This post comes to us today from David East, a 13-year summer swim team veteran.
We asked David if he might write up a bit about the experience of being part of a summer swim team, and he said he was happy to! So without further ado…
There are lots of ways for kids to spend their summer vacation. Many of age to get a summer jobs, some go to summer camp, and a good chunk do…not much at all. For me, summer vacation from the age of 5 to 18 meant one thing – swim team. For 13 years, I spent the majority of my summer time at Southampton Recreation Association and swam for the team. Southampton is part of the James River Aquatic Club, and competes with 19 other area pools. I can’t imagine a better way to have spent my summers, and I hope to encourage any kids and parents thinking of getting involved in a summer swim team to do so – and to explain what that involves.
A rec club swim team such as Southampton’s is a pretty sizable affair, as it covers ages as young as 5 and as old as 18. Depending on the pool size, a given swim team could range from as few as 20 to hundreds of kids. The team is divided into age divisions: Mites (8 and under), Midgets (9-10), Juniors (11-12), Intermediates (13-14), and Seniors (15-18). Each team generally has one head coach and 2-4 assistant coaches (usually themselves graduates of the team).
The time commitment for the swimmer and their family is as big or small as you like. Practices are typically held twice a day for each age group, and swimmers are encouraged to come to at least one a day (and many come to both). Meets, or competitions between 2 teams, are held once a week in the afternoon/evening. Meets are great fun for the swimmers, and quite an event for the teams. They can last (very much dependent on the team sizes) as long as 8+ hours all told – though the requirement for any 1 swimmer is much much less. Swimmers will have usually 1-4 events a meet, and compete in heats based on previous times (or the coach’s estimate if they have none). There are 6 meets a summer, with 1 Championship meet between all 20 teams (a big 2 day event itself).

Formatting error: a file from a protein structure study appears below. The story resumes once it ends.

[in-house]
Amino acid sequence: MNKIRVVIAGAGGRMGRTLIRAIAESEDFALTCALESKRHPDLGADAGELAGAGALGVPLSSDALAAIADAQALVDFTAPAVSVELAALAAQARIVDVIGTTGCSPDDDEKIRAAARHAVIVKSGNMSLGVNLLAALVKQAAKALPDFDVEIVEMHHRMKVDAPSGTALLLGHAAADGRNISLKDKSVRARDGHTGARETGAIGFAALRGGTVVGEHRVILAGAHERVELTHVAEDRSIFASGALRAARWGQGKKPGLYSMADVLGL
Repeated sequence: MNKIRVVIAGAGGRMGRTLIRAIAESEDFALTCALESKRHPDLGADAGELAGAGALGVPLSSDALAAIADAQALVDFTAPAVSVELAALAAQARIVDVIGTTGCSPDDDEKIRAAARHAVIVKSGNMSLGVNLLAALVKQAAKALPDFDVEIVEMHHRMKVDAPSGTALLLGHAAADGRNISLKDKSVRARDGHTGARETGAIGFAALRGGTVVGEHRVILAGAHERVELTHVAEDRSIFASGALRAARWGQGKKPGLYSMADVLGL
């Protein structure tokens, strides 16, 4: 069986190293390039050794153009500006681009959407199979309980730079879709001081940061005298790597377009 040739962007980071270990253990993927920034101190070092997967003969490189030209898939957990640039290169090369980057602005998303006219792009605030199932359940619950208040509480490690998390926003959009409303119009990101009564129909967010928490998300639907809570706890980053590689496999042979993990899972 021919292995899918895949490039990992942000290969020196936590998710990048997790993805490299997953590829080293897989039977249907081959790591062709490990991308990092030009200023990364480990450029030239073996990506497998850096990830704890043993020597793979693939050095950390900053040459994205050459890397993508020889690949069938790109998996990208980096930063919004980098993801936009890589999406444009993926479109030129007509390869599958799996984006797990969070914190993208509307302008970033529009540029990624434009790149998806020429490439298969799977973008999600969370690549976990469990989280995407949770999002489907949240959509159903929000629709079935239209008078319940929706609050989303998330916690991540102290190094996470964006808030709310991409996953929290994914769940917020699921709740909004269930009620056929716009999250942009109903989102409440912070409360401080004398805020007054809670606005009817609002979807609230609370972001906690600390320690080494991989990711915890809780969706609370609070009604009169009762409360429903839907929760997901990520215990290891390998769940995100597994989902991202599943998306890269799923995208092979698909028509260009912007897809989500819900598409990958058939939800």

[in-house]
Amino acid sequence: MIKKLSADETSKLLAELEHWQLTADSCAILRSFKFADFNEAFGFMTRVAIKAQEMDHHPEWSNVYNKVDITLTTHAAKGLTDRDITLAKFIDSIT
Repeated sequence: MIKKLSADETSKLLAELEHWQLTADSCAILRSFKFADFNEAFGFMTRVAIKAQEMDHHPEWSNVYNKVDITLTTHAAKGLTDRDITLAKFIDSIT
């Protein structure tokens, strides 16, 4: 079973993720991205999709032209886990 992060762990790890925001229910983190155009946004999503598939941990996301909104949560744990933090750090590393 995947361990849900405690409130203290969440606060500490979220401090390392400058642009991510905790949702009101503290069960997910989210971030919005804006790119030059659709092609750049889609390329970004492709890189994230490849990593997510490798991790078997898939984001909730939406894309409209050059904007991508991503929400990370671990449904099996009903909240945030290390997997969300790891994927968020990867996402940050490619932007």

While these are competing teams, it is by no means exclusive to talented swimmers. On the contrary, all skill levels are welcome (and in face needed). This is the significant difference in summer rec teams and year-round competitive organizations like USA Swimming (Poseidon, Nova, etc).
That being said, JRAC swimmers are passionate about their teams! It’s no rare occurrence to see the young Mites and Midgets crowded at the end of one of their team’s Seniors during a race, cheering them on excitedly. Teams often pick a theme for the summer to play on as added fun an motivation, and the getups at the championship meet can be pretty wild.
Its every great cliche thing you can say about being part of a team – I developed in a sport I love, was passionate about my team, made friends for life, and had somewhere I called home as readily as the house I lived in. The inclusiveness of summer swimming is something I didn’t appreciate until it was behind me – but the ability of any swimmer or any skill level, age, or gender to be a true part of the team is really a special thing.
Let me put it this way. This is the kind of stuff your child will write their college essay on about how it was an integral part of their development and made them a better, more well-rounded person. This is the kind of stuff you want your kids involved in. Trust me.